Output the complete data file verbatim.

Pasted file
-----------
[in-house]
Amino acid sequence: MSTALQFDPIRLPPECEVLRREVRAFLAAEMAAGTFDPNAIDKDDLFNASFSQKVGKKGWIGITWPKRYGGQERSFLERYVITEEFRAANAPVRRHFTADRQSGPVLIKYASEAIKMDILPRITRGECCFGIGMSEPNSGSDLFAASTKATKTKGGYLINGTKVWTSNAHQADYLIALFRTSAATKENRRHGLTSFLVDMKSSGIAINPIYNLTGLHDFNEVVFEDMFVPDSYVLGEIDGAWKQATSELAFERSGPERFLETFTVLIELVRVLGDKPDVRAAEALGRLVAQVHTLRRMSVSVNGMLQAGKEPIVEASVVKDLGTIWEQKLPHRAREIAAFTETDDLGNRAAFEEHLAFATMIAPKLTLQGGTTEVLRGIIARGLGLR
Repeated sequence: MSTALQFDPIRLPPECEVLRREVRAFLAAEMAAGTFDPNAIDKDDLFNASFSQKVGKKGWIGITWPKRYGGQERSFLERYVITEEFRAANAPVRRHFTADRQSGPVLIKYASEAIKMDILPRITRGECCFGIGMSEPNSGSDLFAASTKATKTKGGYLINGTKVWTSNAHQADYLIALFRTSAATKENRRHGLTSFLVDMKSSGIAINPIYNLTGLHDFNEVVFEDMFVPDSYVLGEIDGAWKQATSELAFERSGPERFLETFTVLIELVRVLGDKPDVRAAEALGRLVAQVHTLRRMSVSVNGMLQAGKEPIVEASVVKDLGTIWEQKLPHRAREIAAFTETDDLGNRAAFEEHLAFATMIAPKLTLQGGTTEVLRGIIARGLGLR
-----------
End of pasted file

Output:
[in-house]
Amino acid sequence: MSTALQFDPIRLPPECEVLRREVRAFLAAEMAAGTFDPNAIDKDDLFNASFSQKVGKKGWIGITWPKRYGGQERSFLERYVITEEFRAANAPVRRHFTADRQSGPVLIKYASEAIKMDILPRITRGECCFGIGMSEPNSGSDLFAASTKATKTKGGYLINGTKVWTSNAHQADYLIALFRTSAATKENRRHGLTSFLVDMKSSGIAINPIYNLTGLHDFNEVVFEDMFVPDSYVLGEIDGAWKQATSELAFERSGPERFLETFTVLIELVRVLGDKPDVRAAEALGRLVAQVHTLRRMSVSVNGMLQAGKEPIVEASVVKDLGTIWEQKLPHRAREIAAFTETDDLGNRAAFEEHLAFATMIAPKLTLQGGTTEVLRGIIARGLGLR
Repeated sequence: MSTALQFDPIRLPPECEVLRREVRAFLAAEMAAGTFDPNAIDKDDLFNASFSQKVGKKGWIGITWPKRYGGQERSFLERYVITEEFRAANAPVRRHFTADRQSGPVLIKYASEAIKMDILPRITRGECCFGIGMSEPNSGSDLFAASTKATKTKGGYLINGTKVWTSNAHQADYLIALFRTSAATKENRRHGLTSFLVDMKSSGIAINPIYNLTGLHDFNEVVFEDMFVPDSYVLGEIDGAWKQATSELAFERSGPERFLETFTVLIELVRVLGDKPDVRAAEALGRLVAQVHTLRRMSVSVNGMLQAGKEPIVEASVVKDLGTIWEQKLPHRAREIAAFTETDDLGNRAAFEEHLAFATMIAPKLTLQGGTTEVLRGIIARGLGLR